The cove is polyester, with four centimetres of memory foam underneath and a 3cm cooling layer below that. The final layer is made from poly foam that’s strong enough to do yoga on, and that means it’s suitable for slatted or sprung beds, divans or hard floors. Reviews are polarised: the majority of customers absolutely love the Eve mattress and leave five-star reviews, but the people who aren’t happy really don’t like it at all. 

The two key complaints are the initial smell of the mattress, presumably due to the poly foam, and the hardness: while the mattress is marketed as for everybody it’s on the firmer side of medium.

Sealy used to make some of the world’s worst adverts round our way, where a heavily accented woman tried to buy a Sealy bed and the salesman said no, they only had sensible beds. What larks! But it’s true that Sealy beds are far from silly. 

The Nostromo has seven zones with 1,400 pocket springs, tencel fibres, a latext comfort layer and a luxurious 29cm depth, and it’s both hypoallergenic and pleasantly cool even in hot weather. 

Which? magazine made it a best buy, Allergy UK has given it their seal of approval and there’s a five-year warranty for peace of mind. Amazon tends to sell it with a decent discount on the RRP too, so it’s worth buying online rather than in a shop.

If you're struggling to sleep at night both because of your social conscience and a lack of comfort, Leesa may be your dream mattress. That's because for every ten mattresses sold, it donates one to homeless shelters and women’s refuges. 

You won’t be sacrificing comfort for charity, though: the Leesa was designed to address the shortcomings of existing memory foam mattresses and uses three different kinds of foam to provide sufficient airflow and bounce. Consequently they're very popular and have good customer reviewsplus awards from Which? magazine and the Good Housekeeping Institute for its comfort and quality. 

If you share with a partner their movements won’t bounce you out of bed, and the mattress does feel like something costing a lot more money. And yes, yet again there’s a 10-year warranty and a 100-night, no-quibble returns policy, 

The Dormeo Memory Plus is another one designed for allergy sufferers. To that end, it not only combines memory foam and Ecocell 3D foam to protect against asthma and mites, but it’s also infused with aloe vera extract. No, us neither.

At 18cm it’s thinner than many mattresses so it might not be ideal for heavier people or slatted bases, but if you like memory foam you’ll enjoy the 3cm of it, stitched immediately below the cover. 

Like all memory foam mattresses it’s important to rotate this one frequently to avoid semi-permanent dips from appearing, but if you look after it properly there’s a 15-year warranty to really guarantee the peace of mind that leads to a good night’s sleep.

Silentnight’s pocket sprung mattress has a clever solution to the problem of firmness: rather than deliver the same firmness across the whole mattress, it’s designed with different zones to ensure that the lumbar area of your back gets more support than your shoulders.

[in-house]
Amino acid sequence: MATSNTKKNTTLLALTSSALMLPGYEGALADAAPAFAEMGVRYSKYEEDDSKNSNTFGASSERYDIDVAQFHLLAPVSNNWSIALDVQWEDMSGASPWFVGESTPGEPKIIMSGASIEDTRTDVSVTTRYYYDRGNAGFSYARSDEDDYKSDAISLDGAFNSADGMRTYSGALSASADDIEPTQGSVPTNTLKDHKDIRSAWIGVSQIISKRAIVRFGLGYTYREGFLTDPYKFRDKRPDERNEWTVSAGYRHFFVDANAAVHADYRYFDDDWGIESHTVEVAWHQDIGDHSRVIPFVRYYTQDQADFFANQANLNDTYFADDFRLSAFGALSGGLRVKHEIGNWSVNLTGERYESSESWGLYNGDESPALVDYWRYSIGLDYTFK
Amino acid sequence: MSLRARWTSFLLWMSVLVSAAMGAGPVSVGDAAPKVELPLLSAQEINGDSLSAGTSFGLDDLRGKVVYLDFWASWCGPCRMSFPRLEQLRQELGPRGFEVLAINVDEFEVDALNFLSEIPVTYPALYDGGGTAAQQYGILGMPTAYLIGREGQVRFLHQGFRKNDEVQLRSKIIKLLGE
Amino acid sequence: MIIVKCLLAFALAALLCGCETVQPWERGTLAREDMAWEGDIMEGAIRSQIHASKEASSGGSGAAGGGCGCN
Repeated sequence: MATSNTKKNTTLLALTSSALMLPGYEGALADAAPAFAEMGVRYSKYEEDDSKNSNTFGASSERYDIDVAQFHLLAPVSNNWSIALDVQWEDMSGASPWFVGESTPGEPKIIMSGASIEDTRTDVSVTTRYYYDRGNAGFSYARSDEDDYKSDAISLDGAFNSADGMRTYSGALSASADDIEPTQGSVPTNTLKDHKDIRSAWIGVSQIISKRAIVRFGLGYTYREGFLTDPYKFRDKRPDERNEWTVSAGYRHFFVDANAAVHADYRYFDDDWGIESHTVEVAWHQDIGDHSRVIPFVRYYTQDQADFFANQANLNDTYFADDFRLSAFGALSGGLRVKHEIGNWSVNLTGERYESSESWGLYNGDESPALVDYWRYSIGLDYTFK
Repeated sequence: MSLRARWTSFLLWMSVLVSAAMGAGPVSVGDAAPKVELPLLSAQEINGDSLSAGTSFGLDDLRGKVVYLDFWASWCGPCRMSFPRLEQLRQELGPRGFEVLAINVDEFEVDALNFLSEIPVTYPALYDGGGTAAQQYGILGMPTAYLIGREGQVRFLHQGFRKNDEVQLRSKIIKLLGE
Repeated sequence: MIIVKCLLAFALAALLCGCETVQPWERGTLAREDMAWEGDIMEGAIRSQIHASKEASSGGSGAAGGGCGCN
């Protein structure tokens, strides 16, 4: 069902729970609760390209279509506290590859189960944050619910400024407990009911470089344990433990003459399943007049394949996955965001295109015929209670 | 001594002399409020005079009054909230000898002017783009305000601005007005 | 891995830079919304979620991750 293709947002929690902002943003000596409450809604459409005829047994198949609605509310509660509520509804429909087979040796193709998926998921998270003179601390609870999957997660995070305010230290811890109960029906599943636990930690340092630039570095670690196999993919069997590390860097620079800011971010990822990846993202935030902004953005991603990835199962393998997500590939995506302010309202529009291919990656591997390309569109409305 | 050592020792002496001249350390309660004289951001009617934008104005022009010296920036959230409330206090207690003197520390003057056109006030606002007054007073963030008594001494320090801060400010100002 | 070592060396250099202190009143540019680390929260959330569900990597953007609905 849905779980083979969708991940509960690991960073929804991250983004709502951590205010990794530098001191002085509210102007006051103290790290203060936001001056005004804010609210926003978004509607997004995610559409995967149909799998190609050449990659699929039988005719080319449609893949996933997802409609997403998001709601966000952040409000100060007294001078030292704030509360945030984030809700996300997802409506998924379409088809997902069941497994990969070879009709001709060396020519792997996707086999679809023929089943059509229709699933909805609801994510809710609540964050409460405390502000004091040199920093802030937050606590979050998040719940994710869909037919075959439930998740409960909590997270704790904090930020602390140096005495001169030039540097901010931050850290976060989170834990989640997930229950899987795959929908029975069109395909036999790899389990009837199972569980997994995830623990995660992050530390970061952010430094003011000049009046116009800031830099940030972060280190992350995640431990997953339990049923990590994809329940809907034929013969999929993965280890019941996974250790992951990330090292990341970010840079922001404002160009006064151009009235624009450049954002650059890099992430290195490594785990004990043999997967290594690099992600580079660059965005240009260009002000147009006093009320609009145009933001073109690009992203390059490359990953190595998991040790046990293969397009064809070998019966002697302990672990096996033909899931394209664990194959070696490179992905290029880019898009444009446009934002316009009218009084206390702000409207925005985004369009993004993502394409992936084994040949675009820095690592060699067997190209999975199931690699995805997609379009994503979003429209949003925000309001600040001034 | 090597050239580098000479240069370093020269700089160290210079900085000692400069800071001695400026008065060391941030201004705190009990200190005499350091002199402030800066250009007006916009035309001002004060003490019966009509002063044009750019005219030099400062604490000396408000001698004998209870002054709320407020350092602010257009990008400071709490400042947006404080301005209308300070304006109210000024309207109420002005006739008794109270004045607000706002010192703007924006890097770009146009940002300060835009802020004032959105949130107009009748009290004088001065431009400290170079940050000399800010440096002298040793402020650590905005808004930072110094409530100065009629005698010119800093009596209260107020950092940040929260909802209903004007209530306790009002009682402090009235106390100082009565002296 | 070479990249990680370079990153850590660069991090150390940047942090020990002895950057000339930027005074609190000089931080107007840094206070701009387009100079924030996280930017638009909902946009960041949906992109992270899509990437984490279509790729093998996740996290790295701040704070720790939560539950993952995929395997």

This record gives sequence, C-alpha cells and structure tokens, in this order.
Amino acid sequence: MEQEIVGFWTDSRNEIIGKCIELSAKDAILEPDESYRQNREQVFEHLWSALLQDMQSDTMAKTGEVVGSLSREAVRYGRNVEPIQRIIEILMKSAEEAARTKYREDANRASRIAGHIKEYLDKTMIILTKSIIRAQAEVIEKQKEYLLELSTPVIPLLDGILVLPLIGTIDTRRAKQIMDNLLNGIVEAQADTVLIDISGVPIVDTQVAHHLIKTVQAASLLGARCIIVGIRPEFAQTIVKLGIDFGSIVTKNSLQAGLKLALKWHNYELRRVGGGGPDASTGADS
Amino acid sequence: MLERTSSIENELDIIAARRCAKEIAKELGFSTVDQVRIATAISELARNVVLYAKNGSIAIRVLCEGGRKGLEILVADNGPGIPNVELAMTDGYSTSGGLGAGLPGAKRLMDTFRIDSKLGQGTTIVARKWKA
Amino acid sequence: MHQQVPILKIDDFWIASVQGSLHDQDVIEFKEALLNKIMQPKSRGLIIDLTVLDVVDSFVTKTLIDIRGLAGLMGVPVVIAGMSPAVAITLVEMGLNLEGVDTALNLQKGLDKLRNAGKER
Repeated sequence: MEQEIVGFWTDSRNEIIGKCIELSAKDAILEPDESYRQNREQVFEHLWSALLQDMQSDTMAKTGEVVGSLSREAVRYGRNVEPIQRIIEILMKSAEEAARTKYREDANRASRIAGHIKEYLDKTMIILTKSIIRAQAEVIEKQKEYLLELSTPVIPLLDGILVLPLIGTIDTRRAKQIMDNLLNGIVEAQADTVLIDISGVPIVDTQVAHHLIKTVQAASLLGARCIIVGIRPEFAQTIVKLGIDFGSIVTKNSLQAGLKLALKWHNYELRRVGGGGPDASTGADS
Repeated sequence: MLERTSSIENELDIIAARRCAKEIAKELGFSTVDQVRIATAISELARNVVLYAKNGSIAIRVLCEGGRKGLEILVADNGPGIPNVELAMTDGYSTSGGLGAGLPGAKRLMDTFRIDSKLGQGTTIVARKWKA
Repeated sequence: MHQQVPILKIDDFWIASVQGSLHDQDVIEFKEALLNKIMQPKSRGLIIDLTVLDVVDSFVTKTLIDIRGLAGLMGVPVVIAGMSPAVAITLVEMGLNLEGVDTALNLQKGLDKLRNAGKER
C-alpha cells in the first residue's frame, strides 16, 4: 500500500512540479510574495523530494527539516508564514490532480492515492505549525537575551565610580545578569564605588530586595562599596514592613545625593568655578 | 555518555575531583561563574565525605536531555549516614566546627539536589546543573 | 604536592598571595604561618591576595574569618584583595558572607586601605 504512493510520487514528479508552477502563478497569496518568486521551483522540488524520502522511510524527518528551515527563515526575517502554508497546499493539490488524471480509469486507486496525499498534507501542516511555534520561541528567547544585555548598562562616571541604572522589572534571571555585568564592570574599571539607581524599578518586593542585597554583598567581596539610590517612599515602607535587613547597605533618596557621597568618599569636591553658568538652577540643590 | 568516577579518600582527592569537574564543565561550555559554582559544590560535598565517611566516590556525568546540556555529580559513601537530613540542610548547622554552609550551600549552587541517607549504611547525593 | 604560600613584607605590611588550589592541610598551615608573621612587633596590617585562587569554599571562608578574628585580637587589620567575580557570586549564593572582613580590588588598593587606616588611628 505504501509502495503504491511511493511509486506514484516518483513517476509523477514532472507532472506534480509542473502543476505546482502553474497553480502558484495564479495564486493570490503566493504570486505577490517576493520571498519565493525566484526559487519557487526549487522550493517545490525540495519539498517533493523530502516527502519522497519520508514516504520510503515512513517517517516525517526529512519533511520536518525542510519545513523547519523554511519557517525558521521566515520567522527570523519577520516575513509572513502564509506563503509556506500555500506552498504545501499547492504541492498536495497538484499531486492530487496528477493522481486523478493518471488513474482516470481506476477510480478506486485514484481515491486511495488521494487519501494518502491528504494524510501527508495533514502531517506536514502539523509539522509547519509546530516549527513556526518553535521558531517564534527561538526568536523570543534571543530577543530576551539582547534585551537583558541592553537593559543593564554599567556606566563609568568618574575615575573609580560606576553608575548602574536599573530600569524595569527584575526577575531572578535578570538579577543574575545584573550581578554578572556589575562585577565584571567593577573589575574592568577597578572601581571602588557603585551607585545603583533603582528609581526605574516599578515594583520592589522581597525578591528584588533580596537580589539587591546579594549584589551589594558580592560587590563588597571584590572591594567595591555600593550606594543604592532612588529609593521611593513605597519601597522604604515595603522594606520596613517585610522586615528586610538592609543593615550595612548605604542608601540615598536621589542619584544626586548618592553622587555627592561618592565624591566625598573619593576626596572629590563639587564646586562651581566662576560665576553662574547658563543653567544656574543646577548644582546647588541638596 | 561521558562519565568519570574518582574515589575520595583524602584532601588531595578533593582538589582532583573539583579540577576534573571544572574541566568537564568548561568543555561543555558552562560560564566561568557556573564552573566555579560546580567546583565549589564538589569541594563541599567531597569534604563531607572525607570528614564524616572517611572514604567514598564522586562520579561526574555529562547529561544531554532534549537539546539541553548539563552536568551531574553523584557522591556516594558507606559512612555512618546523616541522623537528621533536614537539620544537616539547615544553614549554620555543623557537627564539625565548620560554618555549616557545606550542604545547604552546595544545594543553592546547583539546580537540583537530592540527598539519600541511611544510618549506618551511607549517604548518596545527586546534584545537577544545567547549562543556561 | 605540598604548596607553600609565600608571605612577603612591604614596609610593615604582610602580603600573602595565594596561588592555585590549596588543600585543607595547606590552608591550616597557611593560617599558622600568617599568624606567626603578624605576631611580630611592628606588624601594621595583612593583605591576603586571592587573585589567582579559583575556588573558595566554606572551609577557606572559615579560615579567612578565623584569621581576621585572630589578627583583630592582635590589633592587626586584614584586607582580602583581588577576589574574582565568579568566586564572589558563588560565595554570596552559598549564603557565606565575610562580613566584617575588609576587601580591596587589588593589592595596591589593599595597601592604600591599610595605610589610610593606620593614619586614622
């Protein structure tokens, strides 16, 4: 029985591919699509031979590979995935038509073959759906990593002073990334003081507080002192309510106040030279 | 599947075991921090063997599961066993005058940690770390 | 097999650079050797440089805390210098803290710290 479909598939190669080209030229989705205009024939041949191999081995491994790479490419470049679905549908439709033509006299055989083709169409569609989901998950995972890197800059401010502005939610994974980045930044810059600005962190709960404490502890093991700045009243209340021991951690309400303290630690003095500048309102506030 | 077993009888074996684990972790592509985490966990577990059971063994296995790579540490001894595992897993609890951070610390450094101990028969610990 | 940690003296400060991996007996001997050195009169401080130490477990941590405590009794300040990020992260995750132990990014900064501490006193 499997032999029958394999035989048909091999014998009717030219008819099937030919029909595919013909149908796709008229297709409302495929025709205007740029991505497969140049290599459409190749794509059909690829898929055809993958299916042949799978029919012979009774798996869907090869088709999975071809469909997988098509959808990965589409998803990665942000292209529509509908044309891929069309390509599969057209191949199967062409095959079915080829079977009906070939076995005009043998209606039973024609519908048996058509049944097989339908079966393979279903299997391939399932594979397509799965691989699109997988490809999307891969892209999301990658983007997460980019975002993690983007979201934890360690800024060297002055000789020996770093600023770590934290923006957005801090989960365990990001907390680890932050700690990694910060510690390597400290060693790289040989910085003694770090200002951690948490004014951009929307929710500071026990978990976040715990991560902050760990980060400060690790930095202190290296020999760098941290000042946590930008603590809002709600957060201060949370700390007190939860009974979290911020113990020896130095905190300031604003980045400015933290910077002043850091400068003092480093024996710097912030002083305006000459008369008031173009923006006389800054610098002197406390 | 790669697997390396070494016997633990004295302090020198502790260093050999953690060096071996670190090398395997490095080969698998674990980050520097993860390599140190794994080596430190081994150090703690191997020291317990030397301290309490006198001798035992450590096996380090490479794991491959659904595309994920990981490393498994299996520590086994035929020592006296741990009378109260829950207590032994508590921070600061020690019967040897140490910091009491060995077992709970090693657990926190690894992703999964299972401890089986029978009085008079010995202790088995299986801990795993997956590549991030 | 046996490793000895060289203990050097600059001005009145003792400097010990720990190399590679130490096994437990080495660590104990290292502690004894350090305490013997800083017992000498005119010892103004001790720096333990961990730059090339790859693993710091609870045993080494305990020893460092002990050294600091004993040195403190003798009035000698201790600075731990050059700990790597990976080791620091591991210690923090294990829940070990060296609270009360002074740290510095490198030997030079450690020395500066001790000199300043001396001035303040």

That makes it particularly good for anyone whose back needs something firm but who’d rather not wake up with pins and needles everywhere else, and it also means your partner’s movements won’t impact your side of the bed. 

There are 1,200 pocket springs and a hypo-allergenic cover, and the 29cm depth is pretty luxurious for a mattress in this price range. There’s a 5 year guarantee but remember to turn it frequently: pocket sprung mattresses need regular turning to keep their shape.

We’ve found that pocket sprung mattresses with a comfort layer offer a great combination of support and comfort, combining the best of pocket spring and memory foam mattresses in one bed. 

We’re particularly taken with Silentnight’s Geltex: in this mattress it’s a 6cm pillow top that adds softness to the support you get from 1,850 individual pocket springs. That gives it a total depth of 33cm, which is massive, and the Geltex layer stays cool and comfortable even in warm weather. 

Like other Silentnight Mirapocket mattresses it’s zoned to deliver more support in the lumbar region than to the head and shoulders, and it’s very, very comfortable indeed - although it feels more medium than soft to us, so don’t expect it to feel like a fluffy cloud. Just make sure your sheets are big enough to fit it.

IKEA is well known for its odd-sized beds, but in addition to European sizes this mattress comes in UK single, double and king size too. It’s a thick foam mattress in a polyester wrapping, and it’s best suited to a slatted bed base or mattress base. Don’t jump on it straight away: it’s delivered rolled up and needs three to four days to return to suitable flatness. 

Don’t expect lots of high-tech layers or cutting edge tech: IKEA’s mattress is exactly what you’d expect from a big lump of foam, comfortable and fairly immune to the movements of your partner. The foam can get a little damp if you tend to sweat a lot; if you do, a thick mattress protector is a good idea.

There's a 90-day trial period, and it's won a gong from Which?, so it's something of a bargain, despite its distinct lack of bells and whistles.